The first step in social media: listening.  You wouldn’t just walk up to a group of people at a party and start talking about something.  You are more likely to walk up, listen to the conversation, and participate after you’re comfortable with the people and the topic.  They’ll also be more receptive to you because you’ve shown the respect not to interrupt them.

Start by looking for people and conversations like the ones you want to have.  How are they being conducted?  Are there nuances in language and wording unique to that medium?  Seek out others that appear successful and ask for their insights.  Professional networking for emergency managers are having more discussions on the use of social media; engage them for help.

An Emergency Manager needs to take an initial guess at what information they want to and can provide, then pick a medium to start in.  Consider where the audience is and what can be built on when selecting a medium.  If you’re in a county that has a good Facebook presence, then starting there could allow you build off the success of the whole county.  Cross pollination of ideas and sharing content will encourage followers of one to follow both.  Pushing existing public notifications through the social media channel can be a useful way to start building followers.  This can be as simple as the weather warning and traffic alerts.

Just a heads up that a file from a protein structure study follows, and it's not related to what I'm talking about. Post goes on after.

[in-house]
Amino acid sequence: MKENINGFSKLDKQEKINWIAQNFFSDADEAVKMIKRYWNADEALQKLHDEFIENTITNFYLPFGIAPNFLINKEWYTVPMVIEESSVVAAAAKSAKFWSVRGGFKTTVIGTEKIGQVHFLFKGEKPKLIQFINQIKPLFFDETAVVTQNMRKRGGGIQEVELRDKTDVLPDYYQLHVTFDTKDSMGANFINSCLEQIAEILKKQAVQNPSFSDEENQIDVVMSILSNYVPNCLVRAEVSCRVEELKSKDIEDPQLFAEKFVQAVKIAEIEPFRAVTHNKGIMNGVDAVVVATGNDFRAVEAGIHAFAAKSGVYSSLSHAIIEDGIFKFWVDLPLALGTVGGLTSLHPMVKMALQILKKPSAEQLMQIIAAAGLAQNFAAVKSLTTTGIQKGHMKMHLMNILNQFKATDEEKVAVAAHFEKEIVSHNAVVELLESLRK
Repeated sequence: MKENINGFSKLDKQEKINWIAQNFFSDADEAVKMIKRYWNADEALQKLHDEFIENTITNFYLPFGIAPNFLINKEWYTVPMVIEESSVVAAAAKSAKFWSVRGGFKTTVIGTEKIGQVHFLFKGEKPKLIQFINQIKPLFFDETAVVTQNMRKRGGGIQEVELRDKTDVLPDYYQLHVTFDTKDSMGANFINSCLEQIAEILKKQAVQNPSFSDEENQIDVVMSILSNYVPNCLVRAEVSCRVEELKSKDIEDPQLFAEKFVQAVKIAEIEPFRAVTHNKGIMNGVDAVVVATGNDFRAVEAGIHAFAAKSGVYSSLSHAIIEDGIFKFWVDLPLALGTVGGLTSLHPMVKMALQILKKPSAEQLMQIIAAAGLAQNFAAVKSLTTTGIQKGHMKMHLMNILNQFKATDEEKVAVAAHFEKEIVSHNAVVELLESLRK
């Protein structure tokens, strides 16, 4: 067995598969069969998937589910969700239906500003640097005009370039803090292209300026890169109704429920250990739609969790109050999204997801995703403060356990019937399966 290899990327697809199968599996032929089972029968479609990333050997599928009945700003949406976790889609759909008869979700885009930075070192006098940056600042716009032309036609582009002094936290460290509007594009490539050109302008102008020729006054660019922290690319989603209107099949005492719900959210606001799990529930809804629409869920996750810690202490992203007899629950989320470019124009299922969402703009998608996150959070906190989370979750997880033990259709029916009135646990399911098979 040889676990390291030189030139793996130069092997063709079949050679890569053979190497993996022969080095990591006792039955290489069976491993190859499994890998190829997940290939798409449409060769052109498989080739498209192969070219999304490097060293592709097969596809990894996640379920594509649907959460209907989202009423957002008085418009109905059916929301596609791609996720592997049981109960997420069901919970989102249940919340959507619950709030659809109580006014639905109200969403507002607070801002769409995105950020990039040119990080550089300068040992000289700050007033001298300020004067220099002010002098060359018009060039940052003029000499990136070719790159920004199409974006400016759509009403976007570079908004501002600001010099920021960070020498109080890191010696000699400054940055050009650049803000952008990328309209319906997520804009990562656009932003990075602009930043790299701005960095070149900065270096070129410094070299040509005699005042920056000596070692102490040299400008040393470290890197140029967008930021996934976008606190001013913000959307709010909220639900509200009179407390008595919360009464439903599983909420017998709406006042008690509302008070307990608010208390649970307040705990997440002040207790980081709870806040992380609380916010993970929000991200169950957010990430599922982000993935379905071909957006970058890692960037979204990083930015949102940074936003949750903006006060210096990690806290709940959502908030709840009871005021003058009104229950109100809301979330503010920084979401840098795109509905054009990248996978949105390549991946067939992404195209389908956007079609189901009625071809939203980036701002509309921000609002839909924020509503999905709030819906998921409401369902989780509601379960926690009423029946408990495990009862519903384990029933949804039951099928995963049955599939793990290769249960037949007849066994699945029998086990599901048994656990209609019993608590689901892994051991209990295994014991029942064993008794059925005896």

A facet of success is being flexible when starting.  Listen to the feedback from the followers, and adjust tact to keep up with needs of the audience.  The Los Angeles Fire Department made the decision to have two twitter streams.  One was the primary notification stream for people to follow at Twitter @LAFD.  They learned that their audience didn’t want to be overwhelmed with messages that weren’t relevant so they started the second one at Twitter @LAFDtalk which was their talking stream where they engage the individuals.

Be prepared during an emergency to be active on social media.  Some of the obvious mistakes are the social media sites going silent during a crisis.  This was very obvious during the breaking of the Penn State crisis in November 2011.  A good analysis of this is posted at Social Media Today (http://socialmediatoday.com/chrissyme/392846/using-social-media-crisis-study-penn-state).  Instead of actively engaging the audience through social media, they went silent on the major story but kept pushing soft general interest bits.

Develop a social media handbook for your work.  Establishing the foundation and purpose of social engagement will be critical when it comes time to justify (defend?) the time spent of social media.  It helps to bring colleagues onboard with a common set of expectations.  When establishing goals, avoid measuring success by the number of followers or friends.  Measuring impact and trust by counting followers is like measuring intelligence by the height of a person; it is simply not the same thing.

The American Red Cross posted their social media handbook for chapters openly at http://redcrosschat.org/about/.  The guidelines boil down to a few simple statements:  Tell them who you are.  Be factual.  Be honest.  Be timely.  Stick to what you know.  Represent the brand well.